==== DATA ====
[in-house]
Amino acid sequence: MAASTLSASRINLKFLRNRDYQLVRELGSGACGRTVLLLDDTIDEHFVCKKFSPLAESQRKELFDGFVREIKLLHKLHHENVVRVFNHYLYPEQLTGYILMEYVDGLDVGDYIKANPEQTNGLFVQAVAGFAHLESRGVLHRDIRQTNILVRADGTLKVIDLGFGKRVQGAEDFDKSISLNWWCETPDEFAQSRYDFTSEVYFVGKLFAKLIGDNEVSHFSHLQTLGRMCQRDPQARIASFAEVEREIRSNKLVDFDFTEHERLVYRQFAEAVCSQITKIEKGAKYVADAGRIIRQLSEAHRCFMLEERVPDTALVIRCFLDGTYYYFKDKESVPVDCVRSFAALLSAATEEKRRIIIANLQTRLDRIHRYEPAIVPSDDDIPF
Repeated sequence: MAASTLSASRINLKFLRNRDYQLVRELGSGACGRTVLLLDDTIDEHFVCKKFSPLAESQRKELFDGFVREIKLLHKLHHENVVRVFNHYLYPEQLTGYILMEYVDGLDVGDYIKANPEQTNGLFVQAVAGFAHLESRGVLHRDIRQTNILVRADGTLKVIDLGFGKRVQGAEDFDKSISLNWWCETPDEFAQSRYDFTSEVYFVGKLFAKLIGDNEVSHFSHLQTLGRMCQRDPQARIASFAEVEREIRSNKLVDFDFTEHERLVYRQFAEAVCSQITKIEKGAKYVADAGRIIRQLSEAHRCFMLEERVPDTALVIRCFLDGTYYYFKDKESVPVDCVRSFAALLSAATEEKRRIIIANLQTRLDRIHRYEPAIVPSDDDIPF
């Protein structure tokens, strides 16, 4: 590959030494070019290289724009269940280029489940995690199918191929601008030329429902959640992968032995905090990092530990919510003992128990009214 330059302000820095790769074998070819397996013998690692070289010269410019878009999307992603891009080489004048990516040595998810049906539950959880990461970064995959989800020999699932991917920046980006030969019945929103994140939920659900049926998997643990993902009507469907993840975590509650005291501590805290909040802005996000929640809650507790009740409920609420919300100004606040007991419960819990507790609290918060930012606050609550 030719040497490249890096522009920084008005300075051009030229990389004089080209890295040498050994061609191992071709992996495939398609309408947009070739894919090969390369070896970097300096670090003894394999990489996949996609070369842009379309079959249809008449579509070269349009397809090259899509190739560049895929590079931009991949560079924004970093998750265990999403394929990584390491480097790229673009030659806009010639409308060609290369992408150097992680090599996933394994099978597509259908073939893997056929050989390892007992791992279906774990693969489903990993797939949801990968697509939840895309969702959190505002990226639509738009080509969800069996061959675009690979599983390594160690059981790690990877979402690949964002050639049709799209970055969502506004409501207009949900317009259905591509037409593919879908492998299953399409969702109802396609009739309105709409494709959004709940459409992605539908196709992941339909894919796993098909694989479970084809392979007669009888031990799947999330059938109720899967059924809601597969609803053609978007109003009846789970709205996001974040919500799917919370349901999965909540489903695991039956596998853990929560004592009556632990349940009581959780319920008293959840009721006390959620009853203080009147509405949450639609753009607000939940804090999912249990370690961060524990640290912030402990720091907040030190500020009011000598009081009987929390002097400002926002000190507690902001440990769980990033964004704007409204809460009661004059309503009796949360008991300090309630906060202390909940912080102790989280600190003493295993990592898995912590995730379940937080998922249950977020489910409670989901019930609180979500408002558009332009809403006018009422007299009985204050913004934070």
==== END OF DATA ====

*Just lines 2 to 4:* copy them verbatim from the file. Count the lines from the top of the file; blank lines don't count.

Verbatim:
Amino acid sequence: MAASTLSASRINLKFLRNRDYQLVRELGSGACGRTVLLLDDTIDEHFVCKKFSPLAESQRKELFDGFVREIKLLHKLHHENVVRVFNHYLYPEQLTGYILMEYVDGLDVGDYIKANPEQTNGLFVQAVAGFAHLESRGVLHRDIRQTNILVRADGTLKVIDLGFGKRVQGAEDFDKSISLNWWCETPDEFAQSRYDFTSEVYFVGKLFAKLIGDNEVSHFSHLQTLGRMCQRDPQARIASFAEVEREIRSNKLVDFDFTEHERLVYRQFAEAVCSQITKIEKGAKYVADAGRIIRQLSEAHRCFMLEERVPDTALVIRCFLDGTYYYFKDKESVPVDCVRSFAALLSAATEEKRRIIIANLQTRLDRIHRYEPAIVPSDDDIPF
Repeated sequence: MAASTLSASRINLKFLRNRDYQLVRELGSGACGRTVLLLDDTIDEHFVCKKFSPLAESQRKELFDGFVREIKLLHKLHHENVVRVFNHYLYPEQLTGYILMEYVDGLDVGDYIKANPEQTNGLFVQAVAGFAHLESRGVLHRDIRQTNILVRADGTLKVIDLGFGKRVQGAEDFDKSISLNWWCETPDEFAQSRYDFTSEVYFVGKLFAKLIGDNEVSHFSHLQTLGRMCQRDPQARIASFAEVEREIRSNKLVDFDFTEHERLVYRQFAEAVCSQITKIEKGAKYVADAGRIIRQLSEAHRCFMLEERVPDTALVIRCFLDGTYYYFKDKESVPVDCVRSFAALLSAATEEKRRIIIANLQTRLDRIHRYEPAIVPSDDDIPF
């Protein structure tokens, strides 16, 4: 590959030494070019290289724009269940280029489940995690199918191929601008030329429902959640992968032995905090990092530990919510003992128990009214 330059302000820095790769074998070819397996013998690692070289010269410019878009999307992603891009080489004048990516040595998810049906539950959880990461970064995959989800020999699932991917920046980006030969019945929103994140939920659900049926998997643990993902009507469907993840975590509650005291501590805290909040802005996000929640809650507790009740409920609420919300100004606040007991419960819990507790609290918060930012606050609550 030719040497490249890096522009920084008005300075051009030229990389004089080209890295040498050994061609191992071709992996495939398609309408947009070739894919090969390369070896970097300096670090003894394999990489996949996609070369842009379309079959249809008449579509070269349009397809090259899509190739560049895929590079931009991949560079924004970093998750265990999403394929990584390491480097790229673009030659806009010639409308060609290369992408150097992680090599996933394994099978597509259908073939893997056929050989390892007992791992279906774990693969489903990993797939949801990968697509939840895309969702959190505002990226639509738009080509969800069996061959675009690979599983390594160690059981790690990877979402690949964002050639049709799209970055969502506004409501207009949900317009259905591509037409593919879908492998299953399409969702109802396609009739309105709409494709959004709940459409992605539908196709992941339909894919796993098909694989479970084809392979007669009888031990799947999330059938109720899967059924809601597969609803053609978007109003009846789970709205996001974040919500799917919370349901999965909540489903695991039956596998853990929560004592009556632990349940009581959780319920008293959840009721006390959620009853203080009147509405949450639609753009607000939940804090999912249990370690961060524990640290912030402990720091907040030190500020009011000598009081009987929390002097400002926002000190507690902001440990769980990033964004704007409204809460009661004059309503009796949360008991300090309630906060202390909940912080102790989280600190003493295993990592898995912590995730379940937080998922249950977020489910409670989901019930609180979500408002558009332009809403006018009422007299009985204050913004934070």